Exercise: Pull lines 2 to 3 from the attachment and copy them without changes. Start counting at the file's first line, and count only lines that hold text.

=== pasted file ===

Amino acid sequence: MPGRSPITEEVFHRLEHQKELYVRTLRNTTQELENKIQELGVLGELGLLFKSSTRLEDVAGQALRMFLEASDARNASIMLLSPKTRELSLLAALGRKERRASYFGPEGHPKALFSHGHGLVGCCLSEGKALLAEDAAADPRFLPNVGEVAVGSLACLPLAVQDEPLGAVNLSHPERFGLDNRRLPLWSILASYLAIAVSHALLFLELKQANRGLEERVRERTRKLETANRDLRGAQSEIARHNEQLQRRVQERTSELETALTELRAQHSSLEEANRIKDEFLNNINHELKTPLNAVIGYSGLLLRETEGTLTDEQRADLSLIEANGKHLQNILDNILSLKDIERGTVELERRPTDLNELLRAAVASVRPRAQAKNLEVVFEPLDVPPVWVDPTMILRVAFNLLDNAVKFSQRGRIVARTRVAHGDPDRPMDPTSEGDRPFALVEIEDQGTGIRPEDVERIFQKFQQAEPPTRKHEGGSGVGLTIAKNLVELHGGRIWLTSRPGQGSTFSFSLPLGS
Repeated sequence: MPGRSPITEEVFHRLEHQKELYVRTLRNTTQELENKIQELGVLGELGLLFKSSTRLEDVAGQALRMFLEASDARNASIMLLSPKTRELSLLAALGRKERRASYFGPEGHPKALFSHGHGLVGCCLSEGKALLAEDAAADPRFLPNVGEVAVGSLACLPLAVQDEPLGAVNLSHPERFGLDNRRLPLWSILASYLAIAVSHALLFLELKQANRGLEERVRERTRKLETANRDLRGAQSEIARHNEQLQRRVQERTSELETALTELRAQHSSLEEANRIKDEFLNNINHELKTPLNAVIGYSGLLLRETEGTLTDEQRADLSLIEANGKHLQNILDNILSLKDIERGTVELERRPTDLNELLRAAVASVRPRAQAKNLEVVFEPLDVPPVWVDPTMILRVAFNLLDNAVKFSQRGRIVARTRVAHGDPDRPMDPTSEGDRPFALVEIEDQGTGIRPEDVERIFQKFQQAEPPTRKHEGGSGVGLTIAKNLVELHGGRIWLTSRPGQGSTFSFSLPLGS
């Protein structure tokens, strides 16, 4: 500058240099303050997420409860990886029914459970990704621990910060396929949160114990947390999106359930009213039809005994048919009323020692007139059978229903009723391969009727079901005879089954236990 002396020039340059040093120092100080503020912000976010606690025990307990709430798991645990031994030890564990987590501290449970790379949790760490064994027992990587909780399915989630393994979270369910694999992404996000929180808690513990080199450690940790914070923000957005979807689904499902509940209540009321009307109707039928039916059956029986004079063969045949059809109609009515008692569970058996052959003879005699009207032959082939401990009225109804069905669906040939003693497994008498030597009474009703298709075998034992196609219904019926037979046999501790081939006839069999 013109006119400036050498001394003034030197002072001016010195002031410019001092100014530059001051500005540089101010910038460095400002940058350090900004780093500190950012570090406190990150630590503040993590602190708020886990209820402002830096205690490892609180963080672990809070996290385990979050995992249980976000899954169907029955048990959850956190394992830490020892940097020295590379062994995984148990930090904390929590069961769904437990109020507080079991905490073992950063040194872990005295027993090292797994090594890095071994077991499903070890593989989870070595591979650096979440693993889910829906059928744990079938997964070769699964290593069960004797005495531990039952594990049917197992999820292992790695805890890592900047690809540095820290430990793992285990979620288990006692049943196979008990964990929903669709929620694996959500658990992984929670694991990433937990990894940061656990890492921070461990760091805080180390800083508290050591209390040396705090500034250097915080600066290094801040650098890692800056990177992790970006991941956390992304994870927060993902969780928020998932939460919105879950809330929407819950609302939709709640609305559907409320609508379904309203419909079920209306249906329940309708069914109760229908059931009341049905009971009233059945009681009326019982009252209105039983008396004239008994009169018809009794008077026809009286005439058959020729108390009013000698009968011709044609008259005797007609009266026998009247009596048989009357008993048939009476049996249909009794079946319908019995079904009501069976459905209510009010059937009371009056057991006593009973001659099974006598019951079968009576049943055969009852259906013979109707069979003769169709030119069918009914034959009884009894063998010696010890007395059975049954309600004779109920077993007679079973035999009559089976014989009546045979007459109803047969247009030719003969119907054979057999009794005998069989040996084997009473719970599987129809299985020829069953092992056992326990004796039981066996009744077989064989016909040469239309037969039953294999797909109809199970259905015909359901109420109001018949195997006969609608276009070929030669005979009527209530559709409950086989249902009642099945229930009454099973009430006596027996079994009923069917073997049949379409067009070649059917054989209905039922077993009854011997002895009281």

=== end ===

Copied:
Repeated sequence: MPGRSPITEEVFHRLEHQKELYVRTLRNTTQELENKIQELGVLGELGLLFKSSTRLEDVAGQALRMFLEASDARNASIMLLSPKTRELSLLAALGRKERRASYFGPEGHPKALFSHGHGLVGCCLSEGKALLAEDAAADPRFLPNVGEVAVGSLACLPLAVQDEPLGAVNLSHPERFGLDNRRLPLWSILASYLAIAVSHALLFLELKQANRGLEERVRERTRKLETANRDLRGAQSEIARHNEQLQRRVQERTSELETALTELRAQHSSLEEANRIKDEFLNNINHELKTPLNAVIGYSGLLLRETEGTLTDEQRADLSLIEANGKHLQNILDNILSLKDIERGTVELERRPTDLNELLRAAVASVRPRAQAKNLEVVFEPLDVPPVWVDPTMILRVAFNLLDNAVKFSQRGRIVARTRVAHGDPDRPMDPTSEGDRPFALVEIEDQGTGIRPEDVERIFQKFQQAEPPTRKHEGGSGVGLTIAKNLVELHGGRIWLTSRPGQGSTFSFSLPLGS
């Protein structure tokens, strides 16, 4: 500058240099303050997420409860990886029914459970990704621990910060396929949160114990947390999106359930009213039809005994048919009323020692007139059978229903009723391969009727079901005879089954236990 002396020039340059040093120092100080503020912000976010606690025990307990709430798991645990031994030890564990987590501290449970790379949790760490064994027992990587909780399915989630393994979270369910694999992404996000929180808690513990080199450690940790914070923000957005979807689904499902509940209540009321009307109707039928039916059956029986004079063969045949059809109609009515008692569970058996052959003879005699009207032959082939401990009225109804069905669906040939003693497994008498030597009474009703298709075998034992196609219904019926037979046999501790081939006839069999 013109006119400036050498001394003034030197002072001016010195002031410019001092100014530059001051500005540089101010910038460095400002940058350090900004780093500190950012570090406190990150630590503040993590602190708020886990209820402002830096205690490892609180963080672990809070996290385990979050995992249980976000899954169907029955048990959850956190394992830490020892940097020295590379062994995984148990930090904390929590069961769904437990109020507080079991905490073992950063040194872990005295027993090292797994090594890095071994077991499903070890593989989870070595591979650096979440693993889910829906059928744990079938997964070769699964290593069960004797005495531990039952594990049917197992999820292992790695805890890592900047690809540095820290430990793992285990979620288990006692049943196979008990964990929903669709929620694996959500658990992984929670694991990433937990990894940061656990890492921070461990760091805080180390800083508290050591209390040396705090500034250097915080600066290094801040650098890692800056990177992790970006991941956390992304994870927060993902969780928020998932939460919105879950809330929407819950609302939709709640609305559907409320609508379904309203419909079920209306249906329940309708069914109760229908059931009341049905009971009233059945009681009326019982009252209105039983008396004239008994009169018809009794008077026809009286005439058959020729108390009013000698009968011709044609008259005797007609009266026998009247009596048989009357008993048939009476049996249909009794079946319908019995079904009501069976459905209510009010059937009371009056057991006593009973001659099974006598019951079968009576049943055969009852259906013979109707069979003769169709030119069918009914034959009884009894063998010696010890007395059975049954309600004779109920077993007679079973035999009559089976014989009546045979007459109803047969247009030719003969119907054979057999009794005998069989040996084997009473719970599987129809299985020829069953092992056992326990004796039981066996009744077989064989016909040469239309037969039953294999797909109809199970259905015909359901109420109001018949195997006969609608276009070929030669005979009527209530559709409950086989249902009642099945229930009454099973009430006596027996079994009923069917073997049949379409067009070649059917054989209905039922077993009854011997002895009281």